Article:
Monday, November 25, 2013

Holiday tie and pocket square for your man

With the holidays quickly approaching, the season of get-togethers and parties with family, friends, and co-workers is nearly upon us!  Whether it's as a gift for your sweetie or a unique statement to be worn yourself (you budding tailors out there!) sewing a special tie and coordinating pocket square is actually surprisingly easy.
While silk is the classic material for menswear ties, exciting trends using a vast array of fabrics have been popping up (think wool suiting).  I'm no style maven, but it appears a though the only hard and fast rule regarding ties and pocket squares, interestingly, is that they shouldn't match.   And in my opinion, the combination you put together, both in color and texture, can really make a statement.  For my tutorial today, I'll be using an eye-catching silk print from Britex  for the tie, with a lovely silk-linen blend for the tie lining and pocket square.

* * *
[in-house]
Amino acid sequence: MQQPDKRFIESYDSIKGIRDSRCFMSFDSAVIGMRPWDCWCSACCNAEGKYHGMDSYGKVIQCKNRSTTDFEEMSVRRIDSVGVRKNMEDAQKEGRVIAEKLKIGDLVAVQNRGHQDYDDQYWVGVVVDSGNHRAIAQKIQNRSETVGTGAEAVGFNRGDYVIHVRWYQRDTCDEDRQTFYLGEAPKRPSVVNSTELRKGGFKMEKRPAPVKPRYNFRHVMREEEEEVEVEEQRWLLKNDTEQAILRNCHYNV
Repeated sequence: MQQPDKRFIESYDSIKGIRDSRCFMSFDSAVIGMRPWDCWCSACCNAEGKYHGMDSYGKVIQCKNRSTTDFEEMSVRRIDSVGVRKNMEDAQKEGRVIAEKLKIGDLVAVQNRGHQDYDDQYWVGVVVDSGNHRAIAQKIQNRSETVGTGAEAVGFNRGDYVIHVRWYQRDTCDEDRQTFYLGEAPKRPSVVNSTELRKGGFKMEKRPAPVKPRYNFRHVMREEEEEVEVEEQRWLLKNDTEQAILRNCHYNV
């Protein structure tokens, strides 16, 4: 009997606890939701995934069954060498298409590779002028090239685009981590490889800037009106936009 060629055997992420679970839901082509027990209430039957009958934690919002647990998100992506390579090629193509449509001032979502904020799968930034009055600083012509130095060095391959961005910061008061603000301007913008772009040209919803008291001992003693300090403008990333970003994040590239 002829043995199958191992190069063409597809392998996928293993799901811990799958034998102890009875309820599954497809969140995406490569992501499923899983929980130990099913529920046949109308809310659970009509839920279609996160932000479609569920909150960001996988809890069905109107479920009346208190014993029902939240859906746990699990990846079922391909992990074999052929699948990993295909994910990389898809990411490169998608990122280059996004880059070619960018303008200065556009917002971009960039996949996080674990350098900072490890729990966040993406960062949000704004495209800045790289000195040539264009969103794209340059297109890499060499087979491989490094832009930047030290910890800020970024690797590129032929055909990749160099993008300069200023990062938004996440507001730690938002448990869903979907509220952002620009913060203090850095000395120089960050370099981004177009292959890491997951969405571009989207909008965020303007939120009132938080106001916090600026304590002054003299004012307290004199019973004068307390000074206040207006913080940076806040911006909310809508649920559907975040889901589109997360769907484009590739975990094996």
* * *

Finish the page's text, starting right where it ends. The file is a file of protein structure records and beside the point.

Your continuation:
Monday, November 18, 2013

Lady Skater Dress in wool sweater knit

Continuing the parade of wool clothing from my recent, multiple visits to the fabric store is my latest work/ holiday dress.  I'm the biggest fan of dresses for any and all occasions, particular those that are stretchy and flattery, so when the Lady Skater Dress pattern by Kitschy Coo started making the rounds, I was really excited.  However, the weight of the knit is really important for this style, and without a decent local source for heavy knits with lycra, I was a bit stuck.  However, the moment I spotted this wool sweater knit at the fabric store, I knew it was the right fabric for the job.